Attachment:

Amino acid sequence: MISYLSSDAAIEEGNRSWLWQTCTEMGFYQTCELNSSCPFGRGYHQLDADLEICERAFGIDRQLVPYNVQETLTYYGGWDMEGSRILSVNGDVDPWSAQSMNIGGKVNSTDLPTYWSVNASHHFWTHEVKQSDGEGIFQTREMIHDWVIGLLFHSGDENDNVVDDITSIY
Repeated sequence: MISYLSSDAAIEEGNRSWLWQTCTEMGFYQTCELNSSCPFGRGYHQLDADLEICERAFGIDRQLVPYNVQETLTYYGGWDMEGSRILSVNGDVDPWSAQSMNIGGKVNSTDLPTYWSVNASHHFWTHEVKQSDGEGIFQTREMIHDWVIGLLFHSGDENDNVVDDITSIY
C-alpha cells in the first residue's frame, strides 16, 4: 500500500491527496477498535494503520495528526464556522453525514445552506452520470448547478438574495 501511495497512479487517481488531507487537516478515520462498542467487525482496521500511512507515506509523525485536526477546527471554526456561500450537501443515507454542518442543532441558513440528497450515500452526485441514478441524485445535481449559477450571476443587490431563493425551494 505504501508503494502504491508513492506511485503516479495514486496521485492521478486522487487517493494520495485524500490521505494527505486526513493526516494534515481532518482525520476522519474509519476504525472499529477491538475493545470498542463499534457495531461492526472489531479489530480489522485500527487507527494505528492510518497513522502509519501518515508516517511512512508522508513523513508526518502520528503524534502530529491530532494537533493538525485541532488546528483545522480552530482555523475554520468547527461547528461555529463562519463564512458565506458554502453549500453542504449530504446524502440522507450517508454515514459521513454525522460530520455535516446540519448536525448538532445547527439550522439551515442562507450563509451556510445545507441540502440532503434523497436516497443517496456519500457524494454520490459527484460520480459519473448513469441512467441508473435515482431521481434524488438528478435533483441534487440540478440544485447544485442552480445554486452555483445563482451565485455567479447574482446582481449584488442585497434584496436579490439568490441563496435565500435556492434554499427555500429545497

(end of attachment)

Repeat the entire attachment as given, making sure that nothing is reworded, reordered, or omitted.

Amino acid sequence: MISYLSSDAAIEEGNRSWLWQTCTEMGFYQTCELNSSCPFGRGYHQLDADLEICERAFGIDRQLVPYNVQETLTYYGGWDMEGSRILSVNGDVDPWSAQSMNIGGKVNSTDLPTYWSVNASHHFWTHEVKQSDGEGIFQTREMIHDWVIGLLFHSGDENDNVVDDITSIY
Repeated sequence: MISYLSSDAAIEEGNRSWLWQTCTEMGFYQTCELNSSCPFGRGYHQLDADLEICERAFGIDRQLVPYNVQETLTYYGGWDMEGSRILSVNGDVDPWSAQSMNIGGKVNSTDLPTYWSVNASHHFWTHEVKQSDGEGIFQTREMIHDWVIGLLFHSGDENDNVVDDITSIY
C-alpha cells in the first residue's frame, strides 16, 4: 500500500491527496477498535494503520495528526464556522453525514445552506452520470448547478438574495 501511495497512479487517481488531507487537516478515520462498542467487525482496521500511512507515506509523525485536526477546527471554526456561500450537501443515507454542518442543532441558513440528497450515500452526485441514478441524485445535481449559477450571476443587490431563493425551494 505504501508503494502504491508513492506511485503516479495514486496521485492521478486522487487517493494520495485524500490521505494527505486526513493526516494534515481532518482525520476522519474509519476504525472499529477491538475493545470498542463499534457495531461492526472489531479489530480489522485500527487507527494505528492510518497513522502509519501518515508516517511512512508522508513523513508526518502520528503524534502530529491530532494537533493538525485541532488546528483545522480552530482555523475554520468547527461547528461555529463562519463564512458565506458554502453549500453542504449530504446524502440522507450517508454515514459521513454525522460530520455535516446540519448536525448538532445547527439550522439551515442562507450563509451556510445545507441540502440532503434523497436516497443517496456519500457524494454520490459527484460520480459519473448513469441512467441508473435515482431521481434524488438528478435533483441534487440540478440544485447544485442552480445554486452555483445563482451565485455567479447574482446582481449584488442585497434584496436579490439568490441563496435565500435556492434554499427555500429545497